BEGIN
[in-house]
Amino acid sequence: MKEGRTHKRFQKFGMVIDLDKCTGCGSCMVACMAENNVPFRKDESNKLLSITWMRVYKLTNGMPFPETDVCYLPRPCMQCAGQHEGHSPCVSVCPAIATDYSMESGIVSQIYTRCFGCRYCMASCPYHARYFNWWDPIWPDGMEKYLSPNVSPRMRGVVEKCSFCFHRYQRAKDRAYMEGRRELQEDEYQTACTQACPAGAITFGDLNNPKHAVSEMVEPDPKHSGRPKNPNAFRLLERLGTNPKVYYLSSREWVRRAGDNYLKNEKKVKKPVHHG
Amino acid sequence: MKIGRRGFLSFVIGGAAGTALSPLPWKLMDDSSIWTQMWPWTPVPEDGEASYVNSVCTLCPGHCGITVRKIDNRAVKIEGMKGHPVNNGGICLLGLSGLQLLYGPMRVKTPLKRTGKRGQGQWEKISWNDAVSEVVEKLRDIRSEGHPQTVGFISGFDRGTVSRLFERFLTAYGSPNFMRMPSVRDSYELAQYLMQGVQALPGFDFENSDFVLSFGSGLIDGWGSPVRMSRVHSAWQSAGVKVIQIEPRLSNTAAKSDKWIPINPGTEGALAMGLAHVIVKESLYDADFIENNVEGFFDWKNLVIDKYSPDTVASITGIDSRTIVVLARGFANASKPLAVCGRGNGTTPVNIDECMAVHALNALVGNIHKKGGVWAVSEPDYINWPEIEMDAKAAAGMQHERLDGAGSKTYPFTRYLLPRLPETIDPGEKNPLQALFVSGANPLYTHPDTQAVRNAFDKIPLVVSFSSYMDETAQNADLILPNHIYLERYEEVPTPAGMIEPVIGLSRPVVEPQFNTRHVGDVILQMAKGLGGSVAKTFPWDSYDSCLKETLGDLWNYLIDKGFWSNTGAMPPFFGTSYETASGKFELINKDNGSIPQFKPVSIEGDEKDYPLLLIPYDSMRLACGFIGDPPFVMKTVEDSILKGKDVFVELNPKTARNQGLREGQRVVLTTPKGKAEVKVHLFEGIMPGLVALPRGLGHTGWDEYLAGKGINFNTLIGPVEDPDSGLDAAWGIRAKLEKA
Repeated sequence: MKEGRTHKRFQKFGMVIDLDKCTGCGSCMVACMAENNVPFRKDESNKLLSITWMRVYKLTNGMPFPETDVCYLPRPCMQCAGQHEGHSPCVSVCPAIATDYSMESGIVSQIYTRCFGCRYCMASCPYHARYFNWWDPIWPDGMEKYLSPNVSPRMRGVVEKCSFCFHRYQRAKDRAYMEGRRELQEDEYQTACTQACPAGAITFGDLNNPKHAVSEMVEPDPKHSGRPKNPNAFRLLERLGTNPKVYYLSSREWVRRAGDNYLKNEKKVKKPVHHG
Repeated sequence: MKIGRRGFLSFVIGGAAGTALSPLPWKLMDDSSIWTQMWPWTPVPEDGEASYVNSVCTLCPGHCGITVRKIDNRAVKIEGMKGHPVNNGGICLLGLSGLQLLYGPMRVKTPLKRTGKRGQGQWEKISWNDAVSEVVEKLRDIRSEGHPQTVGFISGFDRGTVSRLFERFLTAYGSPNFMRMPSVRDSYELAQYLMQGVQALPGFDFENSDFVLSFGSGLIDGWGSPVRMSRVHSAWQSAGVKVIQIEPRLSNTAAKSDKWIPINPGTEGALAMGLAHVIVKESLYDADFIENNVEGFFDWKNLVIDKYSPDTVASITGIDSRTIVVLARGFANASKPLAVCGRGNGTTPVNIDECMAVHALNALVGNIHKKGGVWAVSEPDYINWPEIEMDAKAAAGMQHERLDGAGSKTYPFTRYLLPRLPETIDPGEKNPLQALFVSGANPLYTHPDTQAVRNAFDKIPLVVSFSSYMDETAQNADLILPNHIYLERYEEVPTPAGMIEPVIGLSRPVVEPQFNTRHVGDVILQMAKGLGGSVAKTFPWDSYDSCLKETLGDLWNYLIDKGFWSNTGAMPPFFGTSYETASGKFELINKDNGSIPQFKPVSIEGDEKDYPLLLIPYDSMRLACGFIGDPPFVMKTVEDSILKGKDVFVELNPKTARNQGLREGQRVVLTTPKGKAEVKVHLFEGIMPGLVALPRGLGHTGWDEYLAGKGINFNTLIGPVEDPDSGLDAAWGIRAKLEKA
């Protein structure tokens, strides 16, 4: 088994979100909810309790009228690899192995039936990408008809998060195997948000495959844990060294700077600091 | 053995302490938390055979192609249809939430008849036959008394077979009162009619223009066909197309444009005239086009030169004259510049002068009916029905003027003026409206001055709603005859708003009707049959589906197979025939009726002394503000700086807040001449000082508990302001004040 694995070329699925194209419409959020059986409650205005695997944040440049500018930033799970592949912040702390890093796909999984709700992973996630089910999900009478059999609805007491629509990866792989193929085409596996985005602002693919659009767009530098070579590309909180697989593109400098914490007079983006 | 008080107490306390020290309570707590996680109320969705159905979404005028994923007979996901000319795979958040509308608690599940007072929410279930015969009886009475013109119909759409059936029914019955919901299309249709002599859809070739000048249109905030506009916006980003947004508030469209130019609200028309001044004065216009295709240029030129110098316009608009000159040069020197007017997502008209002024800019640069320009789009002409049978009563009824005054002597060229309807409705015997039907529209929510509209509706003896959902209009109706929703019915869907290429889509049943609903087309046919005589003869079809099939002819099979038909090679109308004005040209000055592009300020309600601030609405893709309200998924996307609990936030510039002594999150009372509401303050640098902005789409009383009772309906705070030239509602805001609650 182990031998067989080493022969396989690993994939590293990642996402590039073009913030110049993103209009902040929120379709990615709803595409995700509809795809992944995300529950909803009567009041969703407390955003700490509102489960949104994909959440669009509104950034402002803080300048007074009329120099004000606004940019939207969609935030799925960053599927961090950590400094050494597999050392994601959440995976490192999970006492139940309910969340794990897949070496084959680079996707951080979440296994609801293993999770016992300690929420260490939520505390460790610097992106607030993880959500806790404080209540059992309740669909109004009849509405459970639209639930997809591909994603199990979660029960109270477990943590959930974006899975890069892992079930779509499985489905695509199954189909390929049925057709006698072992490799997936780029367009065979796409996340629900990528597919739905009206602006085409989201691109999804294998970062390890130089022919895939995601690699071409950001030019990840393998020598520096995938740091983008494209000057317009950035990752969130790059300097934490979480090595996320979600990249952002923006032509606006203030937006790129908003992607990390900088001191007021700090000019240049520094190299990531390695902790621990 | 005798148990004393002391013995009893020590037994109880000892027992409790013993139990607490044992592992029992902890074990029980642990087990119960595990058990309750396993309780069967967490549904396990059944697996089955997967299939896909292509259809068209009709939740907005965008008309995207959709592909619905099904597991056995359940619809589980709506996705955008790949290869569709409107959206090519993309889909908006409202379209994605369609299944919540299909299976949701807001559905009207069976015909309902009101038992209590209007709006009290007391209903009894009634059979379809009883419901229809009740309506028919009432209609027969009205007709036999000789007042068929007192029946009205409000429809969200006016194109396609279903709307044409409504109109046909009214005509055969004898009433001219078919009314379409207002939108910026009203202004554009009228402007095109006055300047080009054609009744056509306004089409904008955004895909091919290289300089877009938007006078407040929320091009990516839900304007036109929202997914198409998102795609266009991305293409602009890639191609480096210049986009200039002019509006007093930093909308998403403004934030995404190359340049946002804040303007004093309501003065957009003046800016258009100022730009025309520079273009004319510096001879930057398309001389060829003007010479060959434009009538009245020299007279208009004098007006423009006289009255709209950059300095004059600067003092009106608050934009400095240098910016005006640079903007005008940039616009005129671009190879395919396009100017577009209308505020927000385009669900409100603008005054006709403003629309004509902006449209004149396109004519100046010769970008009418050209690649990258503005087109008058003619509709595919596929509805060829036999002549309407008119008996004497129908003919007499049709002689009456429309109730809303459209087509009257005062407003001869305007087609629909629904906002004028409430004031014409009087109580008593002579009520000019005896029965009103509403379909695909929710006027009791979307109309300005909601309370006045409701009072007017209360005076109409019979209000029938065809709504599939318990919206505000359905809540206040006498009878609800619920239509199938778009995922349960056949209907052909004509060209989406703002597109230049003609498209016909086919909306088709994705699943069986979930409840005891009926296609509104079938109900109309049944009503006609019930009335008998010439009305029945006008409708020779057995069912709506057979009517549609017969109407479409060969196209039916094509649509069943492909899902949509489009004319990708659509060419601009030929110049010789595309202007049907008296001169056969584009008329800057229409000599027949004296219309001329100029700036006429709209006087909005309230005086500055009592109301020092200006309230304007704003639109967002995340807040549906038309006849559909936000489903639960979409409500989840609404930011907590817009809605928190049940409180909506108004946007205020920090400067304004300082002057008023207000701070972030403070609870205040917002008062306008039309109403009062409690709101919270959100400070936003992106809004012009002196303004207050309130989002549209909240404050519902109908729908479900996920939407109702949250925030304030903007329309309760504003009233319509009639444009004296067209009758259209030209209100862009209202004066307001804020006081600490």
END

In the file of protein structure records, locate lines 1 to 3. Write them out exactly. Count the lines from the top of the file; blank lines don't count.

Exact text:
[in-house]
Amino acid sequence: MKEGRTHKRFQKFGMVIDLDKCTGCGSCMVACMAENNVPFRKDESNKLLSITWMRVYKLTNGMPFPETDVCYLPRPCMQCAGQHEGHSPCVSVCPAIATDYSMESGIVSQIYTRCFGCRYCMASCPYHARYFNWWDPIWPDGMEKYLSPNVSPRMRGVVEKCSFCFHRYQRAKDRAYMEGRRELQEDEYQTACTQACPAGAITFGDLNNPKHAVSEMVEPDPKHSGRPKNPNAFRLLERLGTNPKVYYLSSREWVRRAGDNYLKNEKKVKKPVHHG
Amino acid sequence: MKIGRRGFLSFVIGGAAGTALSPLPWKLMDDSSIWTQMWPWTPVPEDGEASYVNSVCTLCPGHCGITVRKIDNRAVKIEGMKGHPVNNGGICLLGLSGLQLLYGPMRVKTPLKRTGKRGQGQWEKISWNDAVSEVVEKLRDIRSEGHPQTVGFISGFDRGTVSRLFERFLTAYGSPNFMRMPSVRDSYELAQYLMQGVQALPGFDFENSDFVLSFGSGLIDGWGSPVRMSRVHSAWQSAGVKVIQIEPRLSNTAAKSDKWIPINPGTEGALAMGLAHVIVKESLYDADFIENNVEGFFDWKNLVIDKYSPDTVASITGIDSRTIVVLARGFANASKPLAVCGRGNGTTPVNIDECMAVHALNALVGNIHKKGGVWAVSEPDYINWPEIEMDAKAAAGMQHERLDGAGSKTYPFTRYLLPRLPETIDPGEKNPLQALFVSGANPLYTHPDTQAVRNAFDKIPLVVSFSSYMDETAQNADLILPNHIYLERYEEVPTPAGMIEPVIGLSRPVVEPQFNTRHVGDVILQMAKGLGGSVAKTFPWDSYDSCLKETLGDLWNYLIDKGFWSNTGAMPPFFGTSYETASGKFELINKDNGSIPQFKPVSIEGDEKDYPLLLIPYDSMRLACGFIGDPPFVMKTVEDSILKGKDVFVELNPKTARNQGLREGQRVVLTTPKGKAEVKVHLFEGIMPGLVALPRGLGHTGWDEYLAGKGINFNTLIGPVEDPDSGLDAAWGIRAKLEKA